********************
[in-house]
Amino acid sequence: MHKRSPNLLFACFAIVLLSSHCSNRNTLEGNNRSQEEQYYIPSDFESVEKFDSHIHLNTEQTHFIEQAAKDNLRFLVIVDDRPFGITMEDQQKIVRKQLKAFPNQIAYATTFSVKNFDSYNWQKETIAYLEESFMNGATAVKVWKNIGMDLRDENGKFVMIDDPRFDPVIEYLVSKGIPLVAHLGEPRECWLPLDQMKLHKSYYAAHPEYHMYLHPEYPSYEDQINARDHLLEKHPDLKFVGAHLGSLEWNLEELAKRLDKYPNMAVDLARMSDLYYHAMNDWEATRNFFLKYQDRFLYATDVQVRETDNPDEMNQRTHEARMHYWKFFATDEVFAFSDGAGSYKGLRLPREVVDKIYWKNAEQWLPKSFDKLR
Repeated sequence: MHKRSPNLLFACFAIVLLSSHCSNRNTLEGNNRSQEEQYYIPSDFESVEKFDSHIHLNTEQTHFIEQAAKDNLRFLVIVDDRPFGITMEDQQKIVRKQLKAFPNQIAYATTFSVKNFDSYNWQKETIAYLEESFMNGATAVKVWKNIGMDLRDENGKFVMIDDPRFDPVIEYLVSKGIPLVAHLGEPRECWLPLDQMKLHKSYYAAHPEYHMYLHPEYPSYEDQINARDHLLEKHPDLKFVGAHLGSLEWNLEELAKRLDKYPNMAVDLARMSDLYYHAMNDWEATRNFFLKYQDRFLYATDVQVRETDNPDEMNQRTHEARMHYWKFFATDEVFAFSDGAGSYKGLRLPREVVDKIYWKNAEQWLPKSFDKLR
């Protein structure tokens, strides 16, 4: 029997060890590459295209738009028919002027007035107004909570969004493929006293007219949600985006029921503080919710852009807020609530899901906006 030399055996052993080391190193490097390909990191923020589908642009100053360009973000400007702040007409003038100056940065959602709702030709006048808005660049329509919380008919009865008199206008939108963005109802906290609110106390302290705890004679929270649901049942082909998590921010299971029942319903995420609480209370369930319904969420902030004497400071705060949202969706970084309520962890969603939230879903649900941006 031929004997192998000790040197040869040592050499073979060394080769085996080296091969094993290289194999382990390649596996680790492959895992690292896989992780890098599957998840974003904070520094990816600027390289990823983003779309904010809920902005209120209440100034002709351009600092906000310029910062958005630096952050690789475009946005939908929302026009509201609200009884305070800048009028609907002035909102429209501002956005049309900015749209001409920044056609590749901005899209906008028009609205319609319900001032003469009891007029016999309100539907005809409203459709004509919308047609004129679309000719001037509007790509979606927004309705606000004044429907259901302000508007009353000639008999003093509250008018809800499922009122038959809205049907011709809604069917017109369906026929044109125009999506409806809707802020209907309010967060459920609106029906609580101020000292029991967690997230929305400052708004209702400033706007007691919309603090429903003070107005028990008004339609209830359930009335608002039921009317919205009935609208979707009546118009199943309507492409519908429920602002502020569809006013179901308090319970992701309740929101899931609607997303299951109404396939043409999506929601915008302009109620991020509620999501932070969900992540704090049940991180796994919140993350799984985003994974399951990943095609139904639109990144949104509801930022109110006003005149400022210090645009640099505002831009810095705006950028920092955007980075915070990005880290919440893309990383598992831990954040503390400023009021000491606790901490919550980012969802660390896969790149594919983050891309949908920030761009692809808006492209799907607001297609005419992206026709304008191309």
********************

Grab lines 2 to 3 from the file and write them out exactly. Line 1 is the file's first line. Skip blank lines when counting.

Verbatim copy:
Amino acid sequence: MHKRSPNLLFACFAIVLLSSHCSNRNTLEGNNRSQEEQYYIPSDFESVEKFDSHIHLNTEQTHFIEQAAKDNLRFLVIVDDRPFGITMEDQQKIVRKQLKAFPNQIAYATTFSVKNFDSYNWQKETIAYLEESFMNGATAVKVWKNIGMDLRDENGKFVMIDDPRFDPVIEYLVSKGIPLVAHLGEPRECWLPLDQMKLHKSYYAAHPEYHMYLHPEYPSYEDQINARDHLLEKHPDLKFVGAHLGSLEWNLEELAKRLDKYPNMAVDLARMSDLYYHAMNDWEATRNFFLKYQDRFLYATDVQVRETDNPDEMNQRTHEARMHYWKFFATDEVFAFSDGAGSYKGLRLPREVVDKIYWKNAEQWLPKSFDKLR
Repeated sequence: MHKRSPNLLFACFAIVLLSSHCSNRNTLEGNNRSQEEQYYIPSDFESVEKFDSHIHLNTEQTHFIEQAAKDNLRFLVIVDDRPFGITMEDQQKIVRKQLKAFPNQIAYATTFSVKNFDSYNWQKETIAYLEESFMNGATAVKVWKNIGMDLRDENGKFVMIDDPRFDPVIEYLVSKGIPLVAHLGEPRECWLPLDQMKLHKSYYAAHPEYHMYLHPEYPSYEDQINARDHLLEKHPDLKFVGAHLGSLEWNLEELAKRLDKYPNMAVDLARMSDLYYHAMNDWEATRNFFLKYQDRFLYATDVQVRETDNPDEMNQRTHEARMHYWKFFATDEVFAFSDGAGSYKGLRLPREVVDKIYWKNAEQWLPKSFDKLR